from Catherine Horner of Theflyonthewall.com
The iPhone is Ringing: How Will Investors Answer?
If there is life on Mars, they've probably heard of Apple Inc's (AAPL) new iPhone, due to be released this Friday. The iPhone, which since its unveiling at the 2007 MacWorld Conference this past January, has been making a splash to rival that of Niagara Falls, is set to revolutionize the market for personal technology devices. A cell phone, iPod music player, and Internet browser are all unified within the sleek 4.8 ounce body. What are the main attractions of the iPhone, the reasons people started lining up on Monday eager to shell out $500-$600? The main catch seems to be the 3.5'' multi-touch LCD screen. Of course, eight hours of talk time, 24 hours of audio playback and a battery life longer than any other 'smartphone' also hold some appeal to potential buyers. It would take quite a while to list all of the iPhone's special features -- to the Apple engineers' credit they're extensive and to Apple's marketing credit, most of the civilized world could probably recite the complete product description in their sleep.
Where will the escalating hype of the last few weeks leave things? That's to be determined, but Apple and partner AT&T (T), the sole service provider for iPhone, are expecting thousands of loyal and eager iFans to line up by the thousands on Friday to purchase one. Apple declared that they expect 200,000 sales in the product's first two days on the market, with another 3M predicted for the second half of 2007 and a lofty 10M in 2008. However, the iPhone will primarily be sold only in Apple and AT&T retailers. That limitation, paired with the fact that all potential buyers must subscribe to AT&T service, and potentially face high termination fees should they leave current providers, make 200,000 sales in two days a tall order. Furthermore, the AT&T iPhone plans, released earlier this week, aren't cheap either -- ranging from $60 to $100 with a $36 activation fee. And to promote the loyalty of the first iPhone customers, AT&T will charge a $175 termination fee should a user decide to break the mandatory two-year contract necessary with an iPhone purchase. This is usually a way for providers to recoup profit lost through device subsidies and rebates, neither of which applies to the iPhone. It seems that neither Apple nor AT&T fear scaring away customers with additional costs.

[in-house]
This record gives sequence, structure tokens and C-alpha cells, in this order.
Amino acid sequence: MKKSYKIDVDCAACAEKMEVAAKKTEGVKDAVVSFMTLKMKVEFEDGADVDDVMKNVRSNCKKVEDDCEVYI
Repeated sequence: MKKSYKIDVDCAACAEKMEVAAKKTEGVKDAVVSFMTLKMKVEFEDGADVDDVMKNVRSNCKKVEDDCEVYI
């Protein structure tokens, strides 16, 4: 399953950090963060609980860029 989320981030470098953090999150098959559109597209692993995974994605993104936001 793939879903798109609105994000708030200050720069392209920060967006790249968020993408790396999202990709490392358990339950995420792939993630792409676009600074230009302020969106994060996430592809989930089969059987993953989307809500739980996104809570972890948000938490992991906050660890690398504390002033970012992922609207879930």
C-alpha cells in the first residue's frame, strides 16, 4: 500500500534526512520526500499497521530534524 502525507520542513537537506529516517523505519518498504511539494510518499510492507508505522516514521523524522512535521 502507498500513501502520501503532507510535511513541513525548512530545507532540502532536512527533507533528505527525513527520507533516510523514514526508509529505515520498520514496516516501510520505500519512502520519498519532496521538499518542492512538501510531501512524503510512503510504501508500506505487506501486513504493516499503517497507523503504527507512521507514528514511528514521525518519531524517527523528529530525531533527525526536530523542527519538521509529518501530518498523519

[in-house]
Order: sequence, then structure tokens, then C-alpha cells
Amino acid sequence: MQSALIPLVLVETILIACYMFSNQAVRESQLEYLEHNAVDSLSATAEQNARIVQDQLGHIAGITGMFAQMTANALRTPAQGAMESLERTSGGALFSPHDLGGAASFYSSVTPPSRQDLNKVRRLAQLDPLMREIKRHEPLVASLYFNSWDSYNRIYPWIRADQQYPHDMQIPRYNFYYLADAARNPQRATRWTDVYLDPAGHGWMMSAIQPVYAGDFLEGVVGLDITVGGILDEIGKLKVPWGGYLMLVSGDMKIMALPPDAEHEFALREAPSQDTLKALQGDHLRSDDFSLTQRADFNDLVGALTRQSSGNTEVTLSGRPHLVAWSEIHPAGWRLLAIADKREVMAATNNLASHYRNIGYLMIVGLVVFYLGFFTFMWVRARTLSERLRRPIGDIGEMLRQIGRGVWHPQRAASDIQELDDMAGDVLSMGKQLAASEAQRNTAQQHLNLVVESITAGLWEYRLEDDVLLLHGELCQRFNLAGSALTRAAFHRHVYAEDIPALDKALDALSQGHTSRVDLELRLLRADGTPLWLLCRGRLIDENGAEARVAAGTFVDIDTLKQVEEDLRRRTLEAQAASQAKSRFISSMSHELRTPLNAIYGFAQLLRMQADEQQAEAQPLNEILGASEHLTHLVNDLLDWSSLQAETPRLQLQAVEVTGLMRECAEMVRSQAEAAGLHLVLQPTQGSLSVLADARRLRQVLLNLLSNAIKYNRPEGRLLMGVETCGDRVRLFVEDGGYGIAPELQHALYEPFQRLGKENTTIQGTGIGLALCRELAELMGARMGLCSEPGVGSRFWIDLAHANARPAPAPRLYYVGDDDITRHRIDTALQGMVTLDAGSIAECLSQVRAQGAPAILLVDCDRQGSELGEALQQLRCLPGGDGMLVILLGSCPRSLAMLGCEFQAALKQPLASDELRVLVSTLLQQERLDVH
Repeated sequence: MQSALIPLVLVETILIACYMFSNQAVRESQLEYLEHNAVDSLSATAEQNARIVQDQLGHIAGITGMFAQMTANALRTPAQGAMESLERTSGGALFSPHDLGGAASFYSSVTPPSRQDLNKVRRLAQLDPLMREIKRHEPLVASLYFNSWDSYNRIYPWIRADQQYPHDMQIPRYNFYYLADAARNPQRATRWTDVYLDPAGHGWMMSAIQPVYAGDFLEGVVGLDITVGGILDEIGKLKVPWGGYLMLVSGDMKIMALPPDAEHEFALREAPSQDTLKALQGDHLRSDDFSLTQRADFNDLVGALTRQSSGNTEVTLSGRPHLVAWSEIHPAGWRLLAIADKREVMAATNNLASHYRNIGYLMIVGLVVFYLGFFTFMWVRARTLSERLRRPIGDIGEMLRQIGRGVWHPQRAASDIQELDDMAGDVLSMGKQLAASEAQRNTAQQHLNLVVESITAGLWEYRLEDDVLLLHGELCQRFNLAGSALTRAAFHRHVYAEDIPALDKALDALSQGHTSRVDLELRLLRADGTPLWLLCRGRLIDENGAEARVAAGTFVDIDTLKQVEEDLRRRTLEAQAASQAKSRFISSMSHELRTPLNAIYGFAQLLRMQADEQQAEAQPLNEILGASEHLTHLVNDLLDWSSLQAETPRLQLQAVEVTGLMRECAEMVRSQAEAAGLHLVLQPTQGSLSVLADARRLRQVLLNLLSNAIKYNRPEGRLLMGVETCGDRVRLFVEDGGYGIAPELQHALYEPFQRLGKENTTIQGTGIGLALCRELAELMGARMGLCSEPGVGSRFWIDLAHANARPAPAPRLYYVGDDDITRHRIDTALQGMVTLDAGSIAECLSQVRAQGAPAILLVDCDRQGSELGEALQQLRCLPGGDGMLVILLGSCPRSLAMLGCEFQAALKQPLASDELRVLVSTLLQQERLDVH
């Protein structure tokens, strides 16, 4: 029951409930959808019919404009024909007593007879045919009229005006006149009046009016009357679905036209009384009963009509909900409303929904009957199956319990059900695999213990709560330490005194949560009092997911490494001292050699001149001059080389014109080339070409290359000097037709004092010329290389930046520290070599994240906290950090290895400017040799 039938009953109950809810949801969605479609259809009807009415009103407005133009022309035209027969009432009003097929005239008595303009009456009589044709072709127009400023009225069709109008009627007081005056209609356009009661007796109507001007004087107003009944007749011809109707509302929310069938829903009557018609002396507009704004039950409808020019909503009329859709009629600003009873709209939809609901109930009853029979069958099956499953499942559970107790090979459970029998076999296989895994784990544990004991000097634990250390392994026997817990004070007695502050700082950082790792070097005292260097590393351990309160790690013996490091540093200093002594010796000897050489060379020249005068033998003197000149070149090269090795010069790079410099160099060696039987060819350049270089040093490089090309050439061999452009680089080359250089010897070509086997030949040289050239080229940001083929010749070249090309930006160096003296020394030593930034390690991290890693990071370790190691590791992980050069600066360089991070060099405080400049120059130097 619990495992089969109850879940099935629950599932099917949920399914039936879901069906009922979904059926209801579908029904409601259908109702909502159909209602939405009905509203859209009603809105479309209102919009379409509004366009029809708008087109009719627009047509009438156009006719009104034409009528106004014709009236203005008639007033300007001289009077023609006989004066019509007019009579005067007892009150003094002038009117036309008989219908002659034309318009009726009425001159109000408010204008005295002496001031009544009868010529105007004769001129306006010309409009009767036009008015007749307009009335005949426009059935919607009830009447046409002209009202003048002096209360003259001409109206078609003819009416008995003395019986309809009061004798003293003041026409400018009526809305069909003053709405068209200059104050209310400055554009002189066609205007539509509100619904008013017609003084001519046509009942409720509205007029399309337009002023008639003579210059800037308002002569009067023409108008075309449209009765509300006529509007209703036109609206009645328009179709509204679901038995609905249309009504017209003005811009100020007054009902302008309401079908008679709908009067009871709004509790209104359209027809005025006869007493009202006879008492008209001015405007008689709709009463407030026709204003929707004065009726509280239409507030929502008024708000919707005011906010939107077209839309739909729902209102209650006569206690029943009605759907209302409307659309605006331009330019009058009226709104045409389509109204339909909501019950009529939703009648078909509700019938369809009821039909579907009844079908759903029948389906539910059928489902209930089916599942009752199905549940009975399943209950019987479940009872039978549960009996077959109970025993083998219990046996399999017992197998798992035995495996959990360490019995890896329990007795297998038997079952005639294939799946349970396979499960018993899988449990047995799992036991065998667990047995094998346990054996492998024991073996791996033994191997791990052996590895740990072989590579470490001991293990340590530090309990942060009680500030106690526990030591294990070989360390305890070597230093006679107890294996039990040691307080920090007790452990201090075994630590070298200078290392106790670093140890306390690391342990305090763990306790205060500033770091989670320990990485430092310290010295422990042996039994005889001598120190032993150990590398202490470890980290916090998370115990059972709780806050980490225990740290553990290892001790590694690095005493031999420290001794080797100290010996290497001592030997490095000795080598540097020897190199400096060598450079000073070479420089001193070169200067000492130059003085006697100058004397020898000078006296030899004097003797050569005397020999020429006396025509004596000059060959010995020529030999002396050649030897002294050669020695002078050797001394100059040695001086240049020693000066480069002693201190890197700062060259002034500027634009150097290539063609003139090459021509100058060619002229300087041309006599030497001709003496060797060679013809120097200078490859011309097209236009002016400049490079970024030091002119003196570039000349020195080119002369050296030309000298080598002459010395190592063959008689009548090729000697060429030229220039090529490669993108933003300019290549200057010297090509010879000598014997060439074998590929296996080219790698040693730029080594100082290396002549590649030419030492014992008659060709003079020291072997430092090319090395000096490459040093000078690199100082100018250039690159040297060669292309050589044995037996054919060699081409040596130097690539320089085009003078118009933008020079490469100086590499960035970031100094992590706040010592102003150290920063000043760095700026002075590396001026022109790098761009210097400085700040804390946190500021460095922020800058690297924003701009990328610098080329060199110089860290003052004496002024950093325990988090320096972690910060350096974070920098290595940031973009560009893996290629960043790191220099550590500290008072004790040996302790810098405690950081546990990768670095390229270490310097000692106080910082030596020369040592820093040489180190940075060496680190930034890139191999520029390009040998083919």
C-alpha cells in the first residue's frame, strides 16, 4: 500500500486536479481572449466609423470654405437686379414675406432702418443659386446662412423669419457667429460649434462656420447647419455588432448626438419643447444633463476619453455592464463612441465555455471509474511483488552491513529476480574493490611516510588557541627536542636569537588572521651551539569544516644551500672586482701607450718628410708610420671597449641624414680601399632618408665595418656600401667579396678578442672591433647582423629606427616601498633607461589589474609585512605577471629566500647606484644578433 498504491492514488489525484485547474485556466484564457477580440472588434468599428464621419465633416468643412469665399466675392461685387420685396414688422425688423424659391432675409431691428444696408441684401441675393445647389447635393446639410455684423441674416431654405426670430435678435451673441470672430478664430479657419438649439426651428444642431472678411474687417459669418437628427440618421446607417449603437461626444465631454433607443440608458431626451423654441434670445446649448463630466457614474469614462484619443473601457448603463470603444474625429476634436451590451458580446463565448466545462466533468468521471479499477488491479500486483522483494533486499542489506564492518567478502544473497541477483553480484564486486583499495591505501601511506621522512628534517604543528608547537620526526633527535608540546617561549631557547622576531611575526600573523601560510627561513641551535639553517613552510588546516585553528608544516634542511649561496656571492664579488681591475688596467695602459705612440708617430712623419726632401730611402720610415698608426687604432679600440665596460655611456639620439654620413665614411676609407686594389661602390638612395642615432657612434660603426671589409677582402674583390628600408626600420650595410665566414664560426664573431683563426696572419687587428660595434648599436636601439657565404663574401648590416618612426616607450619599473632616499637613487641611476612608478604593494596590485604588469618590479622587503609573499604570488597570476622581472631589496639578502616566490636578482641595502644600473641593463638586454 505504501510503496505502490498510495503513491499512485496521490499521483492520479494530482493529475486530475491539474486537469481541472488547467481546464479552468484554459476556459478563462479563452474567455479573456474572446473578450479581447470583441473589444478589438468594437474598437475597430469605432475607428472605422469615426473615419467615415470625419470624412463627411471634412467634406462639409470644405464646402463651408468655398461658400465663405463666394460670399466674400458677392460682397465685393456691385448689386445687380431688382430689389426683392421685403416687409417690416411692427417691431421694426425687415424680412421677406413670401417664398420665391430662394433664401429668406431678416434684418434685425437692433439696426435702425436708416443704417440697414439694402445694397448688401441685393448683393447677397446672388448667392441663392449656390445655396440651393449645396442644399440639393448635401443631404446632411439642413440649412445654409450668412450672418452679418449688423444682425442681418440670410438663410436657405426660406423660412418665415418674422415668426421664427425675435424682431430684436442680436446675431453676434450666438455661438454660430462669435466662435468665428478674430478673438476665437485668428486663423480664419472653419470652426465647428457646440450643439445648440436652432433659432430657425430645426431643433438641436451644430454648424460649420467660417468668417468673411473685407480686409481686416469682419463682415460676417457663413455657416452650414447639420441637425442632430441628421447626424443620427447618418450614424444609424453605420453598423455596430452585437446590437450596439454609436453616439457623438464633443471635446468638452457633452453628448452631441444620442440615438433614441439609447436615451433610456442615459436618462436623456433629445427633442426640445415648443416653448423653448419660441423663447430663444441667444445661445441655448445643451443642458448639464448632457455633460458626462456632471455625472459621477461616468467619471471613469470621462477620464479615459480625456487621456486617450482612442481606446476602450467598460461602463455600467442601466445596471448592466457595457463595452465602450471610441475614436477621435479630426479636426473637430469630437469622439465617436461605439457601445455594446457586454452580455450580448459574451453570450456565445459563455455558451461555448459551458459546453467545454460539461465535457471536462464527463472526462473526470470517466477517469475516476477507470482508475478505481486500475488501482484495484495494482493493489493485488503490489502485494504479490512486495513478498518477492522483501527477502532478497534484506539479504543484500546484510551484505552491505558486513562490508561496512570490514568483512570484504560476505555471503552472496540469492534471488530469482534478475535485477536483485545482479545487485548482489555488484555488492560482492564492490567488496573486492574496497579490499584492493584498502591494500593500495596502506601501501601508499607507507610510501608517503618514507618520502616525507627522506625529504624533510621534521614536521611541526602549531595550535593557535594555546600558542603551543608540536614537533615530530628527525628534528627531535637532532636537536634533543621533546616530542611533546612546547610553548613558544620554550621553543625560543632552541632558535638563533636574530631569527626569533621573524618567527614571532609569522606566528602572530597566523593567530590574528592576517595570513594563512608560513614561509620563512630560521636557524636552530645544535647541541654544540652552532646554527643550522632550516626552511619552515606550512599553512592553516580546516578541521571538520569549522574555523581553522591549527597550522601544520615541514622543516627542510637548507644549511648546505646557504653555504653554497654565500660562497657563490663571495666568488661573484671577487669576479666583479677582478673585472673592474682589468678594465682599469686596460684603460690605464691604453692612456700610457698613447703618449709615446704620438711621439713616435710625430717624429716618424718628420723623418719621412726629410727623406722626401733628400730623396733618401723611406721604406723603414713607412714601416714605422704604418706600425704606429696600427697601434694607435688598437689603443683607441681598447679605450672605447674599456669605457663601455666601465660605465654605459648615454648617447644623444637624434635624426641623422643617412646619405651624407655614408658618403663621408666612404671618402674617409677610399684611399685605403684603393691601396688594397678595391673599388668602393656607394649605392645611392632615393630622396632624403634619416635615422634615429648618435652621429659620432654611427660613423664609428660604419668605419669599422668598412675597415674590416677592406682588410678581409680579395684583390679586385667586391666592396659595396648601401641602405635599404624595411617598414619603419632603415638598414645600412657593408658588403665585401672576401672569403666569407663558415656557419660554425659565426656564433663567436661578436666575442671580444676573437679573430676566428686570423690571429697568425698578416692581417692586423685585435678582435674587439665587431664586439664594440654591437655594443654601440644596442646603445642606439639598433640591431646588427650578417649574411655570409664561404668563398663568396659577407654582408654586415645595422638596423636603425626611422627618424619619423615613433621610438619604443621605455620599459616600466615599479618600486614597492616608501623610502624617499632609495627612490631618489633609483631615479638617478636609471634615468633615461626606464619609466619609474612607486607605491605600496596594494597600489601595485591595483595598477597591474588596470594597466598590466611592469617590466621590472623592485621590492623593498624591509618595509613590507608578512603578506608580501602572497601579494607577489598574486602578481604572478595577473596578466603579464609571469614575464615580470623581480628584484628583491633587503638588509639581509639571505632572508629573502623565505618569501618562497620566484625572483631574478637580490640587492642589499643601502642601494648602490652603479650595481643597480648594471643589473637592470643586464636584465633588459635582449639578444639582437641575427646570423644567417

In the end, cost may well be the arrow in iPhone's heel. Already there is talk from test-users of room for improvement, such as faster Internet and access to corporate email systems, most of which currently utilize Research in Motion's (RIMM) Blackberry, iPhone's main competitor. With Apple known for quickly releasing new and improved products for less, as they have done with iPod for the past six years, many consumers may put buying an iPhone on hold. So what would that mean for Apple? Trouble. Apple shares have soared 40% since iPhone's conception, reaching an all-time high of $125.09 on June 18th. However, Apple's aggressive marketing has placed itself under a microscope, meaning the smallest setbacks could send Apple stock plunging, a volatility evidenced by a late May scare when rumors of production delays sent Apple stock plummeting 4% in a matter of minutes.
Ultimately, Apple may have tried for too much, too soon, considering the task at hand. Trying to completely eliminate the separation of cell phone, computer, and iPod as established in the constitution of personal technology, it seems more than a tad overambitious to claim perfection on the first attempt. All the hype Apple has created may well end up magnifying initial flaws that, were Apple not proclaiming iPhone the Achilles of the technology world, would be completely expected and accepted. However, with expectations sky-high, minor flaws could spell disaster for Apple's future. But who knows, perhaps the doubtful among us will be proven wrong.